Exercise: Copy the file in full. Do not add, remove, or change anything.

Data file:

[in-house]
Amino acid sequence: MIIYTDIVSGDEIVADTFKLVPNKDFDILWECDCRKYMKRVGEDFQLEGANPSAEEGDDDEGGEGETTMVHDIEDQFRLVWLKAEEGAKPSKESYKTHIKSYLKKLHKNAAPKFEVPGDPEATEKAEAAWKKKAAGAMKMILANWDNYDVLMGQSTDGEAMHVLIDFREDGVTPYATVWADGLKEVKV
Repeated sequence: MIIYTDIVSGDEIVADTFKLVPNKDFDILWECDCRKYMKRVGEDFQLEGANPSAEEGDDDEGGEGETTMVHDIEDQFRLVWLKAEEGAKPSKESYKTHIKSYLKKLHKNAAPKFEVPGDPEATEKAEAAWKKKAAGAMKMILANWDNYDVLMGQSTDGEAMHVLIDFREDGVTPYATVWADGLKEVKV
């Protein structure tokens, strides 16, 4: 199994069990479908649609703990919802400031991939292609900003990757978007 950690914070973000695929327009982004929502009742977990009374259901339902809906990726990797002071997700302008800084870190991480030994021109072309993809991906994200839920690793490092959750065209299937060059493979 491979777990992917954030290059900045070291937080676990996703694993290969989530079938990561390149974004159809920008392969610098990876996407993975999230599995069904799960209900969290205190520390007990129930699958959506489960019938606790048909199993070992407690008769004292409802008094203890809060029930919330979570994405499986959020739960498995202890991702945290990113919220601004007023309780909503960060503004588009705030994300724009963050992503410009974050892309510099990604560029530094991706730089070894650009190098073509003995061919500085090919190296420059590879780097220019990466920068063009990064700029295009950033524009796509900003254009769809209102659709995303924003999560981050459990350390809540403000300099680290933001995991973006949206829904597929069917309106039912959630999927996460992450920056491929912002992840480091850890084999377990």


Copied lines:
[in-house]
Amino acid sequence: MIIYTDIVSGDEIVADTFKLVPNKDFDILWECDCRKYMKRVGEDFQLEGANPSAEEGDDDEGGEGETTMVHDIEDQFRLVWLKAEEGAKPSKESYKTHIKSYLKKLHKNAAPKFEVPGDPEATEKAEAAWKKKAAGAMKMILANWDNYDVLMGQSTDGEAMHVLIDFREDGVTPYATVWADGLKEVKV
Repeated sequence: MIIYTDIVSGDEIVADTFKLVPNKDFDILWECDCRKYMKRVGEDFQLEGANPSAEEGDDDEGGEGETTMVHDIEDQFRLVWLKAEEGAKPSKESYKTHIKSYLKKLHKNAAPKFEVPGDPEATEKAEAAWKKKAAGAMKMILANWDNYDVLMGQSTDGEAMHVLIDFREDGVTPYATVWADGLKEVKV
């Protein structure tokens, strides 16, 4: 199994069990479908649609703990919802400031991939292609900003990757978007 950690914070973000695929327009982004929502009742977990009374259901339902809906990726990797002071997700302008800084870190991480030994021109072309993809991906994200839920690793490092959750065209299937060059493979 491979777990992917954030290059900045070291937080676990996703694993290969989530079938990561390149974004159809920008392969610098990876996407993975999230599995069904799960209900969290205190520390007990129930699958959506489960019938606790048909199993070992407690008769004292409802008094203890809060029930919330979570994405499986959020739960498995202890991702945290990113919220601004007023309780909503960060503004588009705030994300724009963050992503410009974050892309510099990604560029530094991706730089070894650009190098073509003995061919500085090919190296420059590879780097220019990466920068063009990064700029295009950033524009796509900003254009769809209102659709995303924003999560981050459990350390809540403000300099680290933001995991973006949206829904597929069917309106039912959630999927996460992450920056491929912002992840480091850890084999377990």